China floods leave more than 100 dead or missing: report

China floods leave more than 100 dead or missing: report

An employee wipes away tears as he walks through a flooded farm, where pigs cannot be moved away from due to an environmental protection and epidemic prevention measure, before he leaves for safer place in Liu'an, Anhui Province, China, July 4, 2016. (Reuters photo)
An employee wipes away tears as he walks through a flooded farm, where pigs cannot be moved away from due to an environmental protection and epidemic prevention measure, before he leaves for safer place in Liu'an, Anhui Province, China, July 4, 2016. (Reuters photo)

BEIJING - Flooding in China's Yangtze river basin has left 112 people dead or missing in recent days, media said Tuesday, with more damage feared from a typhoon expected to land within days.

People are rescued from rooftops in a flooded area in Xinzhou, China's central Hubei province

Some 16 million people have been affected by heavy rains that have left vast areas under water near the Yangtze, China's longest river, the Beijing News cited the civil affairs ministry as saying.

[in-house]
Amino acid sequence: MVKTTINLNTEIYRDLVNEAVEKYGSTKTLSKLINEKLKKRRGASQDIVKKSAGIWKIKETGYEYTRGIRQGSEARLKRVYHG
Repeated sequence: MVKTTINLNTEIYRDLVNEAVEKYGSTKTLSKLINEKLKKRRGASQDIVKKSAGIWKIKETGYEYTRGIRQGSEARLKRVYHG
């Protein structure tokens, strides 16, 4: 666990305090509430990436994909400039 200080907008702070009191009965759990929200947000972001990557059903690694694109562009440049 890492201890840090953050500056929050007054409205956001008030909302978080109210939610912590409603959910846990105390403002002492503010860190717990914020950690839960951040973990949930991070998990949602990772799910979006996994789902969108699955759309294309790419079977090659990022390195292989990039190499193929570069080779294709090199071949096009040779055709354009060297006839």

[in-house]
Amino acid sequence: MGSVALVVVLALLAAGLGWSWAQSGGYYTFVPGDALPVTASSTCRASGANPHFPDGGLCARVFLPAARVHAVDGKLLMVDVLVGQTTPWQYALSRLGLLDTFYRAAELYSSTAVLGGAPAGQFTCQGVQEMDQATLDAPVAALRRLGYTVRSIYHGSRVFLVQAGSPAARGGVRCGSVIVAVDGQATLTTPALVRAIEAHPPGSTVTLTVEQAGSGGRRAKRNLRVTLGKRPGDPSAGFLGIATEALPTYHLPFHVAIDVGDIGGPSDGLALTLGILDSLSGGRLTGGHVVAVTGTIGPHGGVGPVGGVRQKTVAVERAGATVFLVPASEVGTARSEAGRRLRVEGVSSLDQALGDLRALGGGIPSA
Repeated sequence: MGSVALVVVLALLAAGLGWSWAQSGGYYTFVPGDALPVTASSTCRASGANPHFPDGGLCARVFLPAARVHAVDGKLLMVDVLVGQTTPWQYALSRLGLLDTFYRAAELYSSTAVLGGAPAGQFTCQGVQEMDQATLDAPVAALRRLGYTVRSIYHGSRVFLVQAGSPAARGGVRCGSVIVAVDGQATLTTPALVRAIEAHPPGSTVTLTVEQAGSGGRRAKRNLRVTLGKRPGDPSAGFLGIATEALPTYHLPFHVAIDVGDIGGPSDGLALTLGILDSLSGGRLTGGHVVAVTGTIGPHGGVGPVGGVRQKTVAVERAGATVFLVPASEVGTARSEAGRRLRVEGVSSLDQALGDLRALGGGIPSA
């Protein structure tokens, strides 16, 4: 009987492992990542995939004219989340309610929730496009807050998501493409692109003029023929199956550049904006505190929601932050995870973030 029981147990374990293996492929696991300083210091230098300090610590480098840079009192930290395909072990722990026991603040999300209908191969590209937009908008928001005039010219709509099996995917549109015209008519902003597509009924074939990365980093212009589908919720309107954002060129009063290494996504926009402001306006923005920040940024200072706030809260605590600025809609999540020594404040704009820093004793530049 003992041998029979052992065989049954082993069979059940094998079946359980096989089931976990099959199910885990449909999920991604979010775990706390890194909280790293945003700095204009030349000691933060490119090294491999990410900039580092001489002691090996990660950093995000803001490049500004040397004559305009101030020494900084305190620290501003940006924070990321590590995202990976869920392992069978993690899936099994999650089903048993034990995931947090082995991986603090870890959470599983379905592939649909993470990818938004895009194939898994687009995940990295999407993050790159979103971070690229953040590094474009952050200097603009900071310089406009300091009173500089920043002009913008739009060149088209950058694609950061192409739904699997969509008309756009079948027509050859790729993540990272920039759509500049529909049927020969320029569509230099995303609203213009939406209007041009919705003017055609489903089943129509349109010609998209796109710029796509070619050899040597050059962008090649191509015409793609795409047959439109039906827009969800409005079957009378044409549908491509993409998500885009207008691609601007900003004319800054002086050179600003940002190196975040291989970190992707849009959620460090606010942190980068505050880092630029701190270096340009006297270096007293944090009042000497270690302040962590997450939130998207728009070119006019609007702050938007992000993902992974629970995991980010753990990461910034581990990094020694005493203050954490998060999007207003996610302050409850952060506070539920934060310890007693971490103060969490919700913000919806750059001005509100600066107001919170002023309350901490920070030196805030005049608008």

Water levels in Taihu Lake, close to Shanghai, are at their highest level since 1954, it said, adding the area faced a "serious" risk of flooding if a typhoon hit nearby on Friday.

Pictures of a farmer in eastern China breaking down in tears as waters mounted around his 6,000 pigs were posted by state media.

Other images showed a sports stadium in the central province of Hubei turned into a "giant bathtub" by the rainfall.

Flooding is common during the summer monsoon season in southern China, but rainfall has been particularly heavy this year and many areas have been lashed by torrential rains this week.

Rain is expected to move north this week towards the Huai river, the Beijing News added.

China's Vice Premier Wang Yang warned last month that a strong El Nino effect this year would increase the risk of floods in the Yangtze and Huai river basins.

An El Nino effect was linked to China’s worst floods of recent years when more than 4,000 people died in 1998, mostly around the Yangtze.

The paper quoted a meteorologist as saying that rain patterns this year were more disparate than in 1998, diminishing the risk of a similar toll.

China's national observatory issued an orange alert for storms across the country's south and east last week -- the second highest warning in a four-tiered system.

Whole villages were levelled and at least 98 killed in the eastern province of Jiangsu last month after the region was hit by a storm with hurricane-force winds and the worst tornado in half a century.

Floods have also hit South Asia this week, with 33 killed in Pakistan and 25 left dead in India after unusually heavy rains.

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